“Ms. Marvel” wraps up with its inevitable MCU third act finish, with Iman Vellani teaming up with her friends to save Rish Shah from the racist Damage Control agent (Alysia Reiner, who seems strangely unconcerned with the type-casting). Reiner starts the episode explaining it’s not just brown people she doesn’t like; it’s teenage brown people especially. She escalates from trying to take the teens down with non-lethal rounds to just shooting her service pistol at them. In front of the neighborhood. “Ms. Marvel” ends with a superhero with public support sequence.
Obviously, coming after Vellani’s trip to Pakistan with mom Zenobia Shroff to visit her grandma (who sadly doesn’t appear this episode) and find out her superhero origin, this episode’s a letdown. Shroff’s gone immediately from an over-concerned, controlling parent to the proud mom of a superhero. There’s a brief scene getting dad Mohan Kapur on board, with brother Saagar Shaikh amusingly whining in the background. But they needed another episode. Especially once the high school action sequence starts, Vellani and best guy friend Matt Lintz figure out the science, while everyone else runs around to confuse the federal agents. Who are shooting pulse rifles at the teenagers. They’re the non-lethal weapons, but they take out chunks of concrete.
“Ms. Marvel”’s message is very much, “The U.S. government will kill your white kids if they have Muslim friends.” They’re not wrong, obviously; it’s just a lot for a Disney show. And it doesn’t get addressed in the epilogues. There’s no accountability for Reiner. It’s a little too realistic.
Shah’s got the biggest arc in the episode; he doesn’t know his mom is dead, doesn’t know she’s zapped him full of energy, so he’s almost as powerful as Vellani. It too could’ve been a couple episodes. Like I said before, the biggest disappointment of “Ms. Marvel” is it not being a real show, instead a (very) extended cut of a feature film.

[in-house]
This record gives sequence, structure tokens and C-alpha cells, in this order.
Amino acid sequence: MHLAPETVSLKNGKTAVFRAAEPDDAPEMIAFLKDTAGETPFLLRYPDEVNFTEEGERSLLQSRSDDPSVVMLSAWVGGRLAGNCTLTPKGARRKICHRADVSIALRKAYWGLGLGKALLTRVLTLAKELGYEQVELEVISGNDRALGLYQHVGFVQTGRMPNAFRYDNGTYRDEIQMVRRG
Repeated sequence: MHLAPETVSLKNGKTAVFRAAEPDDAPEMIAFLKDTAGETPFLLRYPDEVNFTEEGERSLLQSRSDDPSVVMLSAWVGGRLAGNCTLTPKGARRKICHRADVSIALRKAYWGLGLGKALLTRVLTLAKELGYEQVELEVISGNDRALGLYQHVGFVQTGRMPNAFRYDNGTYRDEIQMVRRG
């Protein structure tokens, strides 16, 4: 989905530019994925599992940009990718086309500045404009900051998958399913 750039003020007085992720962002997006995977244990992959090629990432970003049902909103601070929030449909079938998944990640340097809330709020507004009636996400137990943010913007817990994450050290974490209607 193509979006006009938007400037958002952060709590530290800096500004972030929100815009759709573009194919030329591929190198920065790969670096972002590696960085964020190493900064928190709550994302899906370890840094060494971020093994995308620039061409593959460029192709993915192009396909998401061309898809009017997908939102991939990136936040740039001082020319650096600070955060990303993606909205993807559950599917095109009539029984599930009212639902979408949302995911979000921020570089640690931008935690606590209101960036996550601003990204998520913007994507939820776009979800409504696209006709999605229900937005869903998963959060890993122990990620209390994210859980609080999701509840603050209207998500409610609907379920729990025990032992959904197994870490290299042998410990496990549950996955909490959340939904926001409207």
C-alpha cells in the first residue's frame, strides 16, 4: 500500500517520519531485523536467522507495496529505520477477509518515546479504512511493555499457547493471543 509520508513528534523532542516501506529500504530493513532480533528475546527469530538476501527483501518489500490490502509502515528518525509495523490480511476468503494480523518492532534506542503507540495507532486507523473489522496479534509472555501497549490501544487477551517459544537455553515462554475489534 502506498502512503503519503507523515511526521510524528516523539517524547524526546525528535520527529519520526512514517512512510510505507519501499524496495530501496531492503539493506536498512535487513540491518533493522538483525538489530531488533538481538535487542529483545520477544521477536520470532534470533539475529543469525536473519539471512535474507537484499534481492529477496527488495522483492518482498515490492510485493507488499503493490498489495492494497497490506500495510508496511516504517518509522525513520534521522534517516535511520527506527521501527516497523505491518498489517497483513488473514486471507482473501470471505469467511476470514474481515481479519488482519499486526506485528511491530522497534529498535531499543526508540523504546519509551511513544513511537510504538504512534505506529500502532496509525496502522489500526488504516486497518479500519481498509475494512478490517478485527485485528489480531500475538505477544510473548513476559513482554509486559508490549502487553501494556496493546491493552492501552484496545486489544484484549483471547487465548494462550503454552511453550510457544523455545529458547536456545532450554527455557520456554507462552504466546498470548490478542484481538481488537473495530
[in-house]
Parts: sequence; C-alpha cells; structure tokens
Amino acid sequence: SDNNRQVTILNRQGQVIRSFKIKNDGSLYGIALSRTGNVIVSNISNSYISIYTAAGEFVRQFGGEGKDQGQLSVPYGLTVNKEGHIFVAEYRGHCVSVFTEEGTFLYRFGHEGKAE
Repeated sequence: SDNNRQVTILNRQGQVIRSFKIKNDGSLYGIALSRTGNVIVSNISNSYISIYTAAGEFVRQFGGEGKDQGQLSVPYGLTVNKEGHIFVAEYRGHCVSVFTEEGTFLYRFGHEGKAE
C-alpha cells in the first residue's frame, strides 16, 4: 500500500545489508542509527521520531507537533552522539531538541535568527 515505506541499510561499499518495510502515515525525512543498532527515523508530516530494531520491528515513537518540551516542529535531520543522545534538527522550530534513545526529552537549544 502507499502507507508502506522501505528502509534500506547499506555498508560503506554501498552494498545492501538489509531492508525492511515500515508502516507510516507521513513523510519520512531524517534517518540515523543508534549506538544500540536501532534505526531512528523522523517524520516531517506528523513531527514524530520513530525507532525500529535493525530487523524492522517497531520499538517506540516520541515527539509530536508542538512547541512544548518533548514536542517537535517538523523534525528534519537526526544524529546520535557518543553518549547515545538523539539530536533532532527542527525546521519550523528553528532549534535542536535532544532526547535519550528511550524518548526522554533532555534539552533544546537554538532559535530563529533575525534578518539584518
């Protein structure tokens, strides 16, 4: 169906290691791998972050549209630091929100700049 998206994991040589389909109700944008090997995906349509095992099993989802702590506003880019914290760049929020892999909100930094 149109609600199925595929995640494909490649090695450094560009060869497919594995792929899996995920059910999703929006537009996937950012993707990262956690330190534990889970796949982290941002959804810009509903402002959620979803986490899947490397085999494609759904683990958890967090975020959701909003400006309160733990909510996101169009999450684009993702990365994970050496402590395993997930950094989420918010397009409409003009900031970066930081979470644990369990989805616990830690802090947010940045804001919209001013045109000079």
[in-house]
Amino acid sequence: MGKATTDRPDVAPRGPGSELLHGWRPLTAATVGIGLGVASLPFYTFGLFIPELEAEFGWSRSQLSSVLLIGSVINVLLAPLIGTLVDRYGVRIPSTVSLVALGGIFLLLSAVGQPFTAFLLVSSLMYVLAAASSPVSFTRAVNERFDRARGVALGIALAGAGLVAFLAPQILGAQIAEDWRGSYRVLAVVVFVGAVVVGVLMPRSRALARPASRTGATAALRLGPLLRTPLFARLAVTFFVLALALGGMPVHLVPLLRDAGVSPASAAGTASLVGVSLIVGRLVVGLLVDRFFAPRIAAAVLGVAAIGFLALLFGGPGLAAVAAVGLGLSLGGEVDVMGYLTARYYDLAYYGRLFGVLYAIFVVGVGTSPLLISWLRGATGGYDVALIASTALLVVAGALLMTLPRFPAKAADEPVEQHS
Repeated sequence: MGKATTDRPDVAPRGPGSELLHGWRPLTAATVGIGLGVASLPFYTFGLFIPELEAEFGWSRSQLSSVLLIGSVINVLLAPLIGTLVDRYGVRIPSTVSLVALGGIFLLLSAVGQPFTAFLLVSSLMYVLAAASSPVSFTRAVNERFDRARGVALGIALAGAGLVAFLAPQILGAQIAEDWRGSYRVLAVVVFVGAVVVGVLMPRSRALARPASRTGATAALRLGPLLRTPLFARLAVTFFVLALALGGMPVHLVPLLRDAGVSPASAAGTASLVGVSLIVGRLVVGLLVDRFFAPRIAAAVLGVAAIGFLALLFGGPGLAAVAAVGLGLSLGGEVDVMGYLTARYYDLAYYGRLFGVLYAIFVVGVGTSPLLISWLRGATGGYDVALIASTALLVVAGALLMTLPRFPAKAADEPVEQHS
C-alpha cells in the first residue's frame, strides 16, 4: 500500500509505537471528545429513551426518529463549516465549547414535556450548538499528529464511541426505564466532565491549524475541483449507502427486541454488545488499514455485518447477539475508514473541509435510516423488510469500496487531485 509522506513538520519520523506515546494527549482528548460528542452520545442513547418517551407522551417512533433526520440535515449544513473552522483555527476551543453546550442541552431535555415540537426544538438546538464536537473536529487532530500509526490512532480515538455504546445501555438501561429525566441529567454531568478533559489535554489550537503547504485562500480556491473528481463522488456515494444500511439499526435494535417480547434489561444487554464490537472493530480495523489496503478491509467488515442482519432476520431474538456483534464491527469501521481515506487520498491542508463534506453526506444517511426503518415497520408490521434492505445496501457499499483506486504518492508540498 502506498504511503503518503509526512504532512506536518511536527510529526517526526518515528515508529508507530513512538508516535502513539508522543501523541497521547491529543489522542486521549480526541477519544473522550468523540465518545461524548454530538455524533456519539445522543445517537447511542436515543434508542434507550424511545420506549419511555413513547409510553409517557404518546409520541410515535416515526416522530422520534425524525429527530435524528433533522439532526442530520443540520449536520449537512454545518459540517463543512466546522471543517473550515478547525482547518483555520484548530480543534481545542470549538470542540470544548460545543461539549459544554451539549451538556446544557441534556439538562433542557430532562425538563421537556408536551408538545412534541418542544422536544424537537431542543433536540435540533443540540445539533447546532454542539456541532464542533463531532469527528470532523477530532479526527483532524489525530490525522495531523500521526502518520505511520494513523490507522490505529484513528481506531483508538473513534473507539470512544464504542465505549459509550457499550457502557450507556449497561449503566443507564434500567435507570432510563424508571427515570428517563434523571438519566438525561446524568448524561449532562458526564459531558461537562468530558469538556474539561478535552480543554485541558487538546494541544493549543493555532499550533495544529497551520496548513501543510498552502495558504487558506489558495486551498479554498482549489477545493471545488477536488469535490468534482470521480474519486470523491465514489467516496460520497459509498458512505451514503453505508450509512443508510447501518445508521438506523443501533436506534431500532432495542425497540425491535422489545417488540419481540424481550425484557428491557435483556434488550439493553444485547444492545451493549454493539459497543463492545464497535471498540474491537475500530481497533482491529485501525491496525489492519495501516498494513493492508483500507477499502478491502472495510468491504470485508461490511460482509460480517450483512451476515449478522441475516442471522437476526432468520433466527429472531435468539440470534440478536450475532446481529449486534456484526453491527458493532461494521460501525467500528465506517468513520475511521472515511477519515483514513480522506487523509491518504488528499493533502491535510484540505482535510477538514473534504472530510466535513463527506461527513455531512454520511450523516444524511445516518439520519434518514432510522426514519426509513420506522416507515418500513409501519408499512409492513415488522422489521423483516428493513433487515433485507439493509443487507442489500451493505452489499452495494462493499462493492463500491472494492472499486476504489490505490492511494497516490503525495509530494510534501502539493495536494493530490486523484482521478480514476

Vellani gets some excellent superhero origin moments, with Kapur and Shroff helping out at different times, which is really nice. Laurel Marsden returns, entirely shoehorned, for the high school action conclusion. Yasmeen Fletcher has a little bit more to do, but she and Vellani’s friendship repairs incredibly conveniently so as not to give the episode any subplots or character development. It’s a rush job for everyone. Particularly Lintz, who’s second-billed on “Ms. Marvel” but hasn’t made any significant contributions since the first couple of episodes.
Though he does get to drop an MCU-relevant reveal on Vellani. It’s a cute moment, but it’s there to avoid any resolution to their relationship. Vellani still doesn’t know Lintz’s mad-crushing on her. Maybe in the movie.
Adil El Arbi and Bilall Fallah are back directing. They do an adequate job. However, while they handle some of the action better than the other series directors, they don’t handle the characters better.
The credits scene setup for Vellani’s big screen adventure, The Marvels, is decent. It’s going to be a long year waiting for “Ms. Marvel” to return.
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